Since part of the mission of the church is to spread the Gospel into the World, this prayer can lend itself to that. Of course, (except on Communion Sundays) we finish with the Lord’s Prayer (about which another whole sermon series could be given on) and that is concerned with us as individual believers (and thus fits here in the Response to the Word.

Now to the two main responses to the Word that I want to discuss today. And I feel like a broken record, but it’s just so true: there isn’t enough time to go into either fully. But here is a brief exposition.

Communion and the offering get to the heart of what it means to “Respond to the Word.” I am going to start with the Offering. This is best covered in understanding stewardship, and I promise to preach on it fully someday – But I won’t say when, because if this church is like most mainstream churches, 75% of you will have other commitments on that Sunday.

Contrary to popular belief, the Offering is not “dues” for the church to keep running, or “emotional extortion”, or any of a number of claims. If you want to consider something as “dues”, consider per capita the dues for being part of the Presbyterian denomination; and by the way, I don’t think you will find any other organization you can belong to that costs less than the $35 per year that is our per capita.

The offering is to be a heartfelt response to the blessing and grace God has shown in your life – most fully in the salvation achieved for you in Jesus Christ. It should be made with gratitude and joy. It should be proportionate, and sacrificial. It isn’t the actual dollar amount that is important so much as the sacrifice behind it. Remember, Jesus said the widow with her two mites gave more than the rich man with his bag of gold, because he gave out of his excess – his leftovers, and she gave all she had.

I am a big proponent of the tithe. It is a great spiritual discipline that helps us achieve those fruits of the Holy Spirit Paul talks about in Galatians. It was the starting place for the Jews, and Jesus was an observant Jew. If you give more than 10%, God bless you! You have the gift of generosity, and God will honor those gifts and return them to you in even greater magnitude.

You see, the offering is meant to be a sign – a token! – of your giving your whole life in service to the King of kings; and it is meant to be done by believers. Henri Nouwen, who is a well-known Christian author, once said, “Stewardship is everything you do after you say ‘I believe.’”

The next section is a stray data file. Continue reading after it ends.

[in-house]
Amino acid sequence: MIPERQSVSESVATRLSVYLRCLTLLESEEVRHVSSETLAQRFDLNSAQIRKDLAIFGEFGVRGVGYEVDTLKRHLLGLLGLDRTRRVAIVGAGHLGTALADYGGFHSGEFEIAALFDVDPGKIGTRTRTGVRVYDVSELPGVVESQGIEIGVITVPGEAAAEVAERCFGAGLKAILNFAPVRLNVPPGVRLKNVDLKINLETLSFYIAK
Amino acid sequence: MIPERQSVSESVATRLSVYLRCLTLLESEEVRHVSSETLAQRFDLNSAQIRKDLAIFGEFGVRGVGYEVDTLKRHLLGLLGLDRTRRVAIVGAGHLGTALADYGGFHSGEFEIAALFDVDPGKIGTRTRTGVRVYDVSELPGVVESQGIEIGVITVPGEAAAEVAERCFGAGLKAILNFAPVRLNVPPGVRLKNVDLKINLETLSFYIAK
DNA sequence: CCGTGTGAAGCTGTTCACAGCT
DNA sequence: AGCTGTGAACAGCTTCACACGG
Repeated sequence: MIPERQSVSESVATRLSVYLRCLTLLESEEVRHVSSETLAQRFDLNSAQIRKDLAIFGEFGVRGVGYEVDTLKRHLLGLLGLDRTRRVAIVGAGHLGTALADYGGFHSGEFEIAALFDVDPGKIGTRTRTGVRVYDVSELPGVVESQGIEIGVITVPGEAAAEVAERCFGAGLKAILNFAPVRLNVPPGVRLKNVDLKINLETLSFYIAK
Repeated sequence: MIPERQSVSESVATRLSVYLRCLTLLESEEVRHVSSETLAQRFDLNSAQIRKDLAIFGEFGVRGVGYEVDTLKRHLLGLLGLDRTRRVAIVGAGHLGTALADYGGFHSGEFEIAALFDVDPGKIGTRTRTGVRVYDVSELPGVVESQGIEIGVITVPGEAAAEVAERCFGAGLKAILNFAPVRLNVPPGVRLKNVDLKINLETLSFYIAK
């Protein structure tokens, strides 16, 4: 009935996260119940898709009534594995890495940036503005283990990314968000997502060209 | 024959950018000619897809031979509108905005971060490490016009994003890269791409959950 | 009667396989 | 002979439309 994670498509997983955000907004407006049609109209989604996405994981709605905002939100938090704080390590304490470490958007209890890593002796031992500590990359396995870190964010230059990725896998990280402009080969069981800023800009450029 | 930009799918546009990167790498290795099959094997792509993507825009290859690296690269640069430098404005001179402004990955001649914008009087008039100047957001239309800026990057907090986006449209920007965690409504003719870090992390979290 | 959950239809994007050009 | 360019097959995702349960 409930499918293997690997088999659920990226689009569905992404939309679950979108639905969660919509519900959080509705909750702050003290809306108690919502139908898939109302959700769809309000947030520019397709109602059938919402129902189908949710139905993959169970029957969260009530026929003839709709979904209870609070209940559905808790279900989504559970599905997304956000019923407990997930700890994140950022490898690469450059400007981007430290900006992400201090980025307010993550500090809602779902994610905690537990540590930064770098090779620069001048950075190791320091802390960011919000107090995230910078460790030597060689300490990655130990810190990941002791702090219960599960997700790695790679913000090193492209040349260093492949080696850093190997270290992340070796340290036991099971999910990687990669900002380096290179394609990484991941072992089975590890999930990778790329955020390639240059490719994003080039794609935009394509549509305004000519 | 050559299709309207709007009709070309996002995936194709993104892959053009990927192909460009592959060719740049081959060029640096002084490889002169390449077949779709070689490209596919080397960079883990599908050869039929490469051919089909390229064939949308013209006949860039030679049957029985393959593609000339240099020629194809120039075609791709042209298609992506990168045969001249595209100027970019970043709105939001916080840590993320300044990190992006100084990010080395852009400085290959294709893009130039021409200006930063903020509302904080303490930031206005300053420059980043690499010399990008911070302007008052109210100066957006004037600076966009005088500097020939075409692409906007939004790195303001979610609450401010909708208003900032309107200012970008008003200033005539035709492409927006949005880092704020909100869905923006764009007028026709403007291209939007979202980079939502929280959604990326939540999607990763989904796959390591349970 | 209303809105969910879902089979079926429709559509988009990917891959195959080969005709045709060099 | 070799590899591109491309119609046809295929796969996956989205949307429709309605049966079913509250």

I am modern enough that I will take whatever is put in the plate for the work of the church, but in the early church it was for members of the community alone. You see, until you actually knew and experienced the grace of God in Jesus Christ, you couldn’t possibly give back in a right spirit and heart. Until you had achieved that reconciliation with God, and with your fellow believers, you couldn’t possibly make an acceptable sacrifice to God (as Jesus himself said).

Giving the offering is a privilege, not some onerous duty, to give an offering unto God here in worship. You have the comfort (if you will) of knowing this offering is for the benefit of God’s church both here and elsewhere (Thessalonians gave a mighty offering for the church in Jerusalem, despite being poor themselves, and Paul commends them for it).

We don’t tell folks what you gave. It is between you and God, and interests us only in that it may tell us if there is something wrong with either our relationship, or your life situation. People who have given regularly, and then suddenly drop off tend to be either ticked off at something, or have suffered a serious financial setback.

In the first case, we want to make things right and reconcile as God has called us to do, so our hearts can be right when we come to worship God. In the second case, we have a responsibility to you as part of the family of God to try to help you in every way possible through whatever struggle you may be having.

Well, enough about the offering (for now). We now come to Communion – another highly misunderstood response to the Word of God. Once again, I don’t have time to go into it in-depth; but understandings of Communion range from a means of grace in the Catholic church to an ordinance that is just remembering with the Anabaptists.

Presbyterians, sometimes known as “people of the middle way”, are partway between these views. For us, Communion is a Sacrament that is the sign and seal of God’s grace. While it is not a means of grace, kind of like a notary public’s seal or the embossed state seal on a marriage certificate, it lets us know that the Gospel and the grace received are real, witnessed to, true, and dependable.

We believe Jesus Christ is present with us spiritually in the taking of the bread and cup. ,As is attested to in our liturgy when we speak of “with the angels and all the saints of every time and place who forever sing to the glory of your name”, the Church triumphant is also present with us in this Sacrament.

With this understanding, we see John Calvin’s description of Communion as “an aid to faith” in its entirety. Communion is to be a moment when, with hearts full of joy and gratitude, we are strengthened by Christ’s presence, empowered by the Spirit, and emboldened by sense of the greater Church, so that we can go out into the world with confidence to share the Good News of Jesus Christ to a needy yet hostile world.